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Our motto: "Critical thinking in the cheap seats." Unbiased, honest classical music and opera opinions, occasional obituaries and classical news reporting, since 2007. All written content © 2019 by Paul J. Pelkonen. For more about Superconductor, visit this link. For advertising rates, click this link. Follow us on Facebook.

Thursday, November 20, 2014

Concert Review: California's Dark

MTT and the San Francisco Symphony return with Mahler's Seventh.
by Paul J. Pelkonen
Mahler groove: conductor Michael Tilson Thomas.
Photo © 2014 San Francisco Symphony.
When Gustav Mahler premiered his Symphony No. 7 in E minor in 1906, he set a series of problems and riddles that too often, baffle today's conductors, listeners and critics. On Wednesday night, the San Francisco Symphony returned to Carnegie Hall to play this difficult and uniquely weird five-movement work, under the baton of Michael Tilson Thomas.

Thanks to an 11th-hour orchestra strike in March of 2013 that caused a planned set of Carnegie Hall appearances to be cancelled, it's been more than two years since New Yorkers have heard the San Francisco Symphony. For this performance, the first of a two-night stand, they were tight and focused, taking time before the house opened to rehearse key passages of this difficult score. And those rehearsals paid off: the Mahler Seventh features tempo changes and unusual instructions that can bedevil even the most hardened conductor.

This is the last of Mahler's three "middle" instrumental symphonies, and the least popular and performed of the whole cycle. The general preconception of the Seventh is that its five movements divide unevenly. The first four movement encompass the shadowy world of night in the Austrian countryside, with the final movement, a blazing Rondo, shining daylight on the proceedings in a series of brash and unwelcoming brass chords derived from Wagner's Meistersinger. Commentators in the last century have been particularly hard on this last movement, with separate commentators referring to it as "tiresome", and"unloved."

Closer examination reveals that Mahler may have known what he was doing. It can be argued that the Seventh may be ternary, with the two big outer movements balancing each other as giant-sized pictures of Night and Day. The three center movements: two Nachtmusiks (No. 2 a march, No. 4 a serenade) and a profoundly weird Scherzo (No, 3, marked Schattenhaft or "shadowlike") forming a massive A-B-A form in the middle, a giant triptych that separates the outer movements.

Mr. Tilson Thomas led a performance that was crisp in execution and rich in orchestral detail. The principal horn overcame a rocky entrance to lead the charge through the opening movement, with conductor and orchestra executing the sharp turns on Mahler's steep upward path. The big solo before the coda (source of the theme for a particular long-running science fiction show) floated over a magic carpet of strings, flutes and glockenspiel, before the whole movement came thundering to its end.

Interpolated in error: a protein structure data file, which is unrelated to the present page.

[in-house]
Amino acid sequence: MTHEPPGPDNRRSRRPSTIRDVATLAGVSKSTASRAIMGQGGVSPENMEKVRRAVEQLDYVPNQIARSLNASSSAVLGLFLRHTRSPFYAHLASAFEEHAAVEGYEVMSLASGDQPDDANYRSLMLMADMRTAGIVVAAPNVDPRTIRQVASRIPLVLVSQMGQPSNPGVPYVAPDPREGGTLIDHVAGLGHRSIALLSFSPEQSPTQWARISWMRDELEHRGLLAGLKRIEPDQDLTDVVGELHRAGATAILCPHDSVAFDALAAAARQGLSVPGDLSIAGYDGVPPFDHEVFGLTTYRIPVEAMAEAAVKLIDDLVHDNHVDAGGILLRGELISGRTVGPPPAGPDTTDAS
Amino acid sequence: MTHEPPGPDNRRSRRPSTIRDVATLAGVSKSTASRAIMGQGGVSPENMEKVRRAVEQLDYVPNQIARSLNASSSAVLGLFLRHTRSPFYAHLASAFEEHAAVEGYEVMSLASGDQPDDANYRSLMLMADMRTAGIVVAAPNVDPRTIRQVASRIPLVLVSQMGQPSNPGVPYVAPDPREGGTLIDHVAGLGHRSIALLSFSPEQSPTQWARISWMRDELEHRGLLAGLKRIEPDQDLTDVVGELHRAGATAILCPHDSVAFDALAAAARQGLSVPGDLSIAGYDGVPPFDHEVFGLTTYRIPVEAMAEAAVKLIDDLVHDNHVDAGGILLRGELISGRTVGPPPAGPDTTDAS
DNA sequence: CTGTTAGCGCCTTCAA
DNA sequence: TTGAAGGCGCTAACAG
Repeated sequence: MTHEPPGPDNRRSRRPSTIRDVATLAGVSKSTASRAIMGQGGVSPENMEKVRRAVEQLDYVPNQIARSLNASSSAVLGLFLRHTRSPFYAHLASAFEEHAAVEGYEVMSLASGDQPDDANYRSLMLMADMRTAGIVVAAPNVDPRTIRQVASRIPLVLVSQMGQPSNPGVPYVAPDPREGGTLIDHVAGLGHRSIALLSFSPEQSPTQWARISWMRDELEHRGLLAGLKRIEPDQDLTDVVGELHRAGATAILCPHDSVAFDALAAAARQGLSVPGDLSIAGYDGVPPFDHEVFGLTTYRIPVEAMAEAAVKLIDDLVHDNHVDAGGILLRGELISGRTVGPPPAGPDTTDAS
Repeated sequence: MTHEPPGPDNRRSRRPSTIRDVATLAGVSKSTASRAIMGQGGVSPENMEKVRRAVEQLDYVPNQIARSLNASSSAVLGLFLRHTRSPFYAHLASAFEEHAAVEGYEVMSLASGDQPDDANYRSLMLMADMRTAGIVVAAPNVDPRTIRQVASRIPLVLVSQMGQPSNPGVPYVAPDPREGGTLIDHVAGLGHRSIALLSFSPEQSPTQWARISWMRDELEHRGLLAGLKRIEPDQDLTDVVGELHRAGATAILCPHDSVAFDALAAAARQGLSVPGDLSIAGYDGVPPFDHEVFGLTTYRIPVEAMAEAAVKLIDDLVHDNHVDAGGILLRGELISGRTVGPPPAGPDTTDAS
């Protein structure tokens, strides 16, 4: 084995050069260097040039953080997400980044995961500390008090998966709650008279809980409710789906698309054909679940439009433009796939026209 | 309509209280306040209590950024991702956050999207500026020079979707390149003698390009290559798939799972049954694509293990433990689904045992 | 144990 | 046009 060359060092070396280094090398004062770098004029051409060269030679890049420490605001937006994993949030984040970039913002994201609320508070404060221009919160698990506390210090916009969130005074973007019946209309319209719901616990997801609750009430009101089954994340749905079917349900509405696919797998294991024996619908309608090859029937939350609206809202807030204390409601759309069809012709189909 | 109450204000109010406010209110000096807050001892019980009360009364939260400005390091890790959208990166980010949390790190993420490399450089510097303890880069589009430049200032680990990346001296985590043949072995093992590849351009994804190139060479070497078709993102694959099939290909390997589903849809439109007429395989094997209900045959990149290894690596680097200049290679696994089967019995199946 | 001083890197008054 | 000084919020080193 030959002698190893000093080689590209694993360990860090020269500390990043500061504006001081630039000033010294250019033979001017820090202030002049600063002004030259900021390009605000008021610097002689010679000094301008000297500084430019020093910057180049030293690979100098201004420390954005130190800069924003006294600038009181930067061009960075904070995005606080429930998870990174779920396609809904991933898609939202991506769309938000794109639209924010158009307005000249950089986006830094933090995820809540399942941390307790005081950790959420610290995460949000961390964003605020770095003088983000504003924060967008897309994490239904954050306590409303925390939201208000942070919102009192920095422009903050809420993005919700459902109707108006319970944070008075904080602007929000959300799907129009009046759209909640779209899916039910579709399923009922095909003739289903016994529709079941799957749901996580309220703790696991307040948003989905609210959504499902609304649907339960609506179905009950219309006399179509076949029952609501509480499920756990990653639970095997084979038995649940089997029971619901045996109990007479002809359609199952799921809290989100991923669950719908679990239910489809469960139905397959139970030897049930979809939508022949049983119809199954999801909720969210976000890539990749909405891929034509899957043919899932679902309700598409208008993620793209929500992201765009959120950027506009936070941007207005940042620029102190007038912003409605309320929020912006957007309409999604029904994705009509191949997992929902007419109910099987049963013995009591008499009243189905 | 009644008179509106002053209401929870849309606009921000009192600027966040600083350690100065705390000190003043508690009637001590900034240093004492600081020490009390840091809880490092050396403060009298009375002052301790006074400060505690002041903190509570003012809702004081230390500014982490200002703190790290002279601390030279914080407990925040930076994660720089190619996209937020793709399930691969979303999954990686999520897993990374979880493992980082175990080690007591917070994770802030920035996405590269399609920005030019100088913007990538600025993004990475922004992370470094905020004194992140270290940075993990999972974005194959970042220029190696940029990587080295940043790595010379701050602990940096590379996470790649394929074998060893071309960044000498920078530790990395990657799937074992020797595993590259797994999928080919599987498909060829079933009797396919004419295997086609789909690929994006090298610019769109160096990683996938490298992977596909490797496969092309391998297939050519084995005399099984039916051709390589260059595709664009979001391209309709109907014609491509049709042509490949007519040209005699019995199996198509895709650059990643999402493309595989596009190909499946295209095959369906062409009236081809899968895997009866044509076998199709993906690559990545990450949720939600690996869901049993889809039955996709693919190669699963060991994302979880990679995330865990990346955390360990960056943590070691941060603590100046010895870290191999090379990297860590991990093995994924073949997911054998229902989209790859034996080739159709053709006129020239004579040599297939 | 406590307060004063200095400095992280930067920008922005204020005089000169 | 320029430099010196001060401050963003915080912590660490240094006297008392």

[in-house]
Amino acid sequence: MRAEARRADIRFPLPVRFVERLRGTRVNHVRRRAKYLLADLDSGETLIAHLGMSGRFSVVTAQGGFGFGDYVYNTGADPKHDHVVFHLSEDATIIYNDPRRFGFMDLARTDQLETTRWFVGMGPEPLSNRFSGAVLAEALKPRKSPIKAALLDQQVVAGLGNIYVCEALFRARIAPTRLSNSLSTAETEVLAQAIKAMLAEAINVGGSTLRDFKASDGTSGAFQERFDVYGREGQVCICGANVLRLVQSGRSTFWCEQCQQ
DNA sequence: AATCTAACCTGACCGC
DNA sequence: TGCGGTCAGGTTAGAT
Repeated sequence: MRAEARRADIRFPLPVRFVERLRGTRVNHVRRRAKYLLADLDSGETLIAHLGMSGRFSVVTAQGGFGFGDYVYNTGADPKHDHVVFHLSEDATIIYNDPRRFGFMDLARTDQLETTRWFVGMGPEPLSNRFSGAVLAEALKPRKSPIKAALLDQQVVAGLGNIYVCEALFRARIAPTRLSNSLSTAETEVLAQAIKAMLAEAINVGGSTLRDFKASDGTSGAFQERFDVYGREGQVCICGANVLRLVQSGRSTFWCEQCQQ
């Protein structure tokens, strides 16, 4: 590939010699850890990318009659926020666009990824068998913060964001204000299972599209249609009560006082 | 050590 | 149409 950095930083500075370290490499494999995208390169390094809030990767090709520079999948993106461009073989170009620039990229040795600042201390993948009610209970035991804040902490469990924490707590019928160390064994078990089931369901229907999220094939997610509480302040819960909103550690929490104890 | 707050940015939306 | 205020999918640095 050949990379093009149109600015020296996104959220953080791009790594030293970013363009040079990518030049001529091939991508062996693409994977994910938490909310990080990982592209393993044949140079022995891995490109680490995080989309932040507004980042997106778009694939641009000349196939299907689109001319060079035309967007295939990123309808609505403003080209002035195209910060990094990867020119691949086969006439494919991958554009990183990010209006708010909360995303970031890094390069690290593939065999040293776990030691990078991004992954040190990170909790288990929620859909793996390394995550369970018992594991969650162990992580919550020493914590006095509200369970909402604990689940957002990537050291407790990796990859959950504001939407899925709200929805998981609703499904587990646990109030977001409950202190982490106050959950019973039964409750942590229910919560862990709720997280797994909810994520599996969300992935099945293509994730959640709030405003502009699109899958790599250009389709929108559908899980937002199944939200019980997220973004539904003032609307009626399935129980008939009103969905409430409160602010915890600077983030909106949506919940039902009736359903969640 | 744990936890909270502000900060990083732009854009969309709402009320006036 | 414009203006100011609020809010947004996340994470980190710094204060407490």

Twittering bird-songs and a mysterious downward slide into a minor key open the first Nachtmusik. The mysterious march started, led off by the double basses and picked up by the rest of the huge orchestra, creating a mysterious journey through a strange landscape with only the illumination of starlight. This idyllic landscape gave way to the dark dream of the Schattenhaft movement, with its grinning skull-like oboe figures and the strings playing a wicked parody of the waltzes that so entranced the populace of  Mahler's Vienna.

Problems of pacing slowed up the second Nachtmusik, Mahler's portrait of love on a summer night. This movement opened with a lovely, evocative solo from the concertmaster, and the entry of two unusual instruments: guitar and mandolin. Although the little triple concerto for these instruments is quite beautiful, the movement creates genuine balance problems for even the most gifted conductor. Mr. Tilson Thomas lingered in this dreamlike state, before breaking the spell with another slow crescendo in the brass section. The movement ended with another visit to the Mahlerian aviary, embodied by the expanded woodwinds.

The final movement was thunderous and big-shouldered, anchored by rock-solid brass playing and a series of crushing blows from the percussion section. A ringing fanfare (the Die Meistersinger reference) creates the image of a sun-drenched town square, with the orchestra depicting the bustling activities of the populace at work and play. Stomping, sped-up peasant dances jostle for room with references to the past four movements, played in reverse order--like a sleeper awakening from a long dream. As the opening theme of the symphony sounded in the trumpets, it struggled against the clamor of bells, Mr. Tilson Thomas brought the celebration back to the work's finish to a clashing, clattering and jubilant end.

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